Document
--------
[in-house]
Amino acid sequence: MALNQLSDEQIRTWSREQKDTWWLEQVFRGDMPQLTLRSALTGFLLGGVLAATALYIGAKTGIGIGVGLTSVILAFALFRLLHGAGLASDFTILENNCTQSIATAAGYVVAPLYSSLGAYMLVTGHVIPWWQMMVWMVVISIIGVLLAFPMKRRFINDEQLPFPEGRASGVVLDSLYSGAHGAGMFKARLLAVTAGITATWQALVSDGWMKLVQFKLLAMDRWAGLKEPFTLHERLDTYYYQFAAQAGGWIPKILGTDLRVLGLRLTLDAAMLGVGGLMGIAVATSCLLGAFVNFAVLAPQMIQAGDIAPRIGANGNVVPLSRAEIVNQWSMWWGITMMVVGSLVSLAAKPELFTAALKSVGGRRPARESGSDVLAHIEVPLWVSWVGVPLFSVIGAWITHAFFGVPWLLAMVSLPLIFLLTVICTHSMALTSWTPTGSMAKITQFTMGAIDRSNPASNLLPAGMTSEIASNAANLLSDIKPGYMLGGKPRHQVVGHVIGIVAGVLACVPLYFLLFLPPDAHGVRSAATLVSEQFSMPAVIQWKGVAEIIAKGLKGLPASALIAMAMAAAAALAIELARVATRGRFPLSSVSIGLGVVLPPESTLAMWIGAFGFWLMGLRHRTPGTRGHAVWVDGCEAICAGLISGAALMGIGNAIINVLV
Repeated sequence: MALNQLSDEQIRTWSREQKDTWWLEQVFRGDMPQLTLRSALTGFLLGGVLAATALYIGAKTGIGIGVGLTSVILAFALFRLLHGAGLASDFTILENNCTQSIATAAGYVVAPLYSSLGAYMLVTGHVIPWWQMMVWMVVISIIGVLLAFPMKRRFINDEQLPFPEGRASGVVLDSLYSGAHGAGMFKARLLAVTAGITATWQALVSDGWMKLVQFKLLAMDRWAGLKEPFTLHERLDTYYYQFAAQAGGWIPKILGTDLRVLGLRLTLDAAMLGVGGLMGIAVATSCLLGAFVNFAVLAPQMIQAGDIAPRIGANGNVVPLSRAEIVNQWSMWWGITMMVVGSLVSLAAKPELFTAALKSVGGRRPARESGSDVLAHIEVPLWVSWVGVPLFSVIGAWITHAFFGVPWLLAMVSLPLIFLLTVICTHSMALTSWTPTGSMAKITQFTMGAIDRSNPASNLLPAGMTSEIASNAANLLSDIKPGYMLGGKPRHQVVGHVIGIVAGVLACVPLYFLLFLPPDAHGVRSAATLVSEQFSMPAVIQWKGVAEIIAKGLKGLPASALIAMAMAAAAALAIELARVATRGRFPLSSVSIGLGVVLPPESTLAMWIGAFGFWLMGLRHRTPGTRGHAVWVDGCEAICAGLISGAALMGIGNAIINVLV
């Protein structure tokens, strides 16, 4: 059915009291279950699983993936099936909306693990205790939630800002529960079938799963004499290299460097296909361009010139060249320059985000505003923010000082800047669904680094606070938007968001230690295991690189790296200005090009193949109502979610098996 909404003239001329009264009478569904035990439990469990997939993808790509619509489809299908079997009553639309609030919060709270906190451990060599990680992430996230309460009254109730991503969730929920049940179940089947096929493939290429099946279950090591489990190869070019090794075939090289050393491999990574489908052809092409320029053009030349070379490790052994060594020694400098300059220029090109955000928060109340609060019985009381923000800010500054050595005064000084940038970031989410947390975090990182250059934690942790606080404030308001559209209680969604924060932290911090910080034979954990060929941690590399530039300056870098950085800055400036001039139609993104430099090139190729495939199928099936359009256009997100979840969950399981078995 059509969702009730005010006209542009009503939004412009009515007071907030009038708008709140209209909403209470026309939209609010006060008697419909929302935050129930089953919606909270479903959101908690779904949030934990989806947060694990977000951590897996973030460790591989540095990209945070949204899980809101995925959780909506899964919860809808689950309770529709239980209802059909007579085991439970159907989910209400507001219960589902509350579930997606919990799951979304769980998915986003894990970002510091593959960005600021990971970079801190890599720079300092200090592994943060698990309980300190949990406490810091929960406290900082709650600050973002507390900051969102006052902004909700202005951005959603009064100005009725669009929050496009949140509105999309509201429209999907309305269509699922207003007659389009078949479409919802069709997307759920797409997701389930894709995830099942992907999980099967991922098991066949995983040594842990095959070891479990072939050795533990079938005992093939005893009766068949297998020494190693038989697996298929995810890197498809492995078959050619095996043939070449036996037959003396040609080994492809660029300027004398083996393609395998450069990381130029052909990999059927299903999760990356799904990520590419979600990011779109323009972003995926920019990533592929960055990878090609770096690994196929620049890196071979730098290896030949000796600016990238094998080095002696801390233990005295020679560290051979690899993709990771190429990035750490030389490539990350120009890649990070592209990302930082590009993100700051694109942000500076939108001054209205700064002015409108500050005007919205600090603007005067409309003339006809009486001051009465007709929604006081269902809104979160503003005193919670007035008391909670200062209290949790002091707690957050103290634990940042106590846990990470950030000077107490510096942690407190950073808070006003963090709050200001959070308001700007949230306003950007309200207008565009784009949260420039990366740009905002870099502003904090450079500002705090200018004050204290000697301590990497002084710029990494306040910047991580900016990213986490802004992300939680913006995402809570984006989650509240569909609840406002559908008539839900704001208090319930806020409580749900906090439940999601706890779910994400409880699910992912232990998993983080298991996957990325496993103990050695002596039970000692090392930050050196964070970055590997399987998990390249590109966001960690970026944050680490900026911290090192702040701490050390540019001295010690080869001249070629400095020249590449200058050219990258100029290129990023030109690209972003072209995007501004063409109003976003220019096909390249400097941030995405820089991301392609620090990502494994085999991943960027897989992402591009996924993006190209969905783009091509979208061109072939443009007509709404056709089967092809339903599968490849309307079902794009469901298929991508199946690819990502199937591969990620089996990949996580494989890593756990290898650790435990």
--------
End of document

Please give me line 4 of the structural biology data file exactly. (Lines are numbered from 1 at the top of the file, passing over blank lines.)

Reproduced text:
């Protein structure tokens, strides 16, 4: 059915009291279950699983993936099936909306693990205790939630800002529960079938799963004499290299460097296909361009010139060249320059985000505003923010000082800047669904680094606070938007968001230690295991690189790296200005090009193949109502979610098996 909404003239001329009264009478569904035990439990469990997939993808790509619509489809299908079997009553639309609030919060709270906190451990060599990680992430996230309460009254109730991503969730929920049940179940089947096929493939290429099946279950090591489990190869070019090794075939090289050393491999990574489908052809092409320029053009030349070379490790052994060594020694400098300059220029090109955000928060109340609060019985009381923000800010500054050595005064000084940038970031989410947390975090990182250059934690942790606080404030308001559209209680969604924060932290911090910080034979954990060929941690590399530039300056870098950085800055400036001039139609993104430099090139190729495939199928099936359009256009997100979840969950399981078995 059509969702009730005010006209542009009503939004412009009515007071907030009038708008709140209209909403209470026309939209609010006060008697419909929302935050129930089953919606909270479903959101908690779904949030934990989806947060694990977000951590897996973030460790591989540095990209945070949204899980809101995925959780909506899964919860809808689950309770529709239980209802059909007579085991439970159907989910209400507001219960589902509350579930997606919990799951979304769980998915986003894990970002510091593959960005600021990971970079801190890599720079300092200090592994943060698990309980300190949990406490810091929960406290900082709650600050973002507390900051969102006052902004909700202005951005959603009064100005009725669009929050496009949140509105999309509201429209999907309305269509699922207003007659389009078949479409919802069709997307759920797409997701389930894709995830099942992907999980099967991922098991066949995983040594842990095959070891479990072939050795533990079938005992093939005893009766068949297998020494190693038989697996298929995810890197498809492995078959050619095996043939070449036996037959003396040609080994492809660029300027004398083996393609395998450069990381130029052909990999059927299903999760990356799904990520590419979600990011779109323009972003995926920019990533592929960055990878090609770096690994196929620049890196071979730098290896030949000796600016990238094998080095002696801390233990005295020679560290051979690899993709990771190429990035750490030389490539990350120009890649990070592209990302930082590009993100700051694109942000500076939108001054209205700064002015409108500050005007919205600090603007005067409309003339006809009486001051009465007709929604006081269902809104979160503003005193919670007035008391909670200062209290949790002091707690957050103290634990940042106590846990990470950030000077107490510096942690407190950073808070006003963090709050200001959070308001700007949230306003950007309200207008565009784009949260420039990366740009905002870099502003904090450079500002705090200018004050204290000697301590990497002084710029990494306040910047991580900016990213986490802004992300939680913006995402809570984006989650509240569909609840406002559908008539839900704001208090319930806020409580749900906090439940999601706890779910994400409880699910992912232990998993983080298991996957990325496993103990050695002596039970000692090392930050050196964070970055590997399987998990390249590109966001960690970026944050680490900026911290090192702040701490050390540019001295010690080869001249070629400095020249590449200058050219990258100029290129990023030109690209972003072209995007501004063409109003976003220019096909390249400097941030995405820089991301392609620090990502494994085999991943960027897989992402591009996924993006190209969905783009091509979208061109072939443009007509709404056709089967092809339903599968490849309307079902794009469901298929991508199946690819990502199937591969990620089996990949996580494989890593756990290898650790435990």